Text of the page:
Tuesday, April 28, 2009

Amazonian snail-eater

The cockroach living room disappeared. 

Goal for the week 18hrs
Today work on the sphinx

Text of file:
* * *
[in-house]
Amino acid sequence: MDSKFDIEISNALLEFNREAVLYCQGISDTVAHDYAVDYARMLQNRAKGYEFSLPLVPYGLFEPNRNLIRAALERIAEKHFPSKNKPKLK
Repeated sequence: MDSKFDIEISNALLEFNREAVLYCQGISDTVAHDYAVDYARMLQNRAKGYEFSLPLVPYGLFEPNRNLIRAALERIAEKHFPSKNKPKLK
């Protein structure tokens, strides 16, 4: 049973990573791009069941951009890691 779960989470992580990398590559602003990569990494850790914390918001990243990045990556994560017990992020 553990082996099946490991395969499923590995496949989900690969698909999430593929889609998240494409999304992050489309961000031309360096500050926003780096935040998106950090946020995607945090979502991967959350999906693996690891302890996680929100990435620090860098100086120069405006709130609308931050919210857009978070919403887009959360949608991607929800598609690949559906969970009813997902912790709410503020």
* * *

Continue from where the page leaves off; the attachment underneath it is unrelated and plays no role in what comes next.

The Amazonian snail-eater (Dipsas indica) is a small snake from tropical South America. They have unusual eating habits in that they specialize in slugs and snails. To find their mollusk they generally find a slime trail via chemoreception and follow it. The teeth on their lower jaw are long and well adapted to help them deal with viscous prey. For snails they will constrict the snail and then use their lower jaws to work snails out of their shells. They also have a serous gland in their lower jaw which may secrete a substance that helps them in removing snails from their shells. It is also thought that with their unusual jaw structure that they can triangulate their head to resemble a more dangerous snake like the pitviper Bothrops jararaca.

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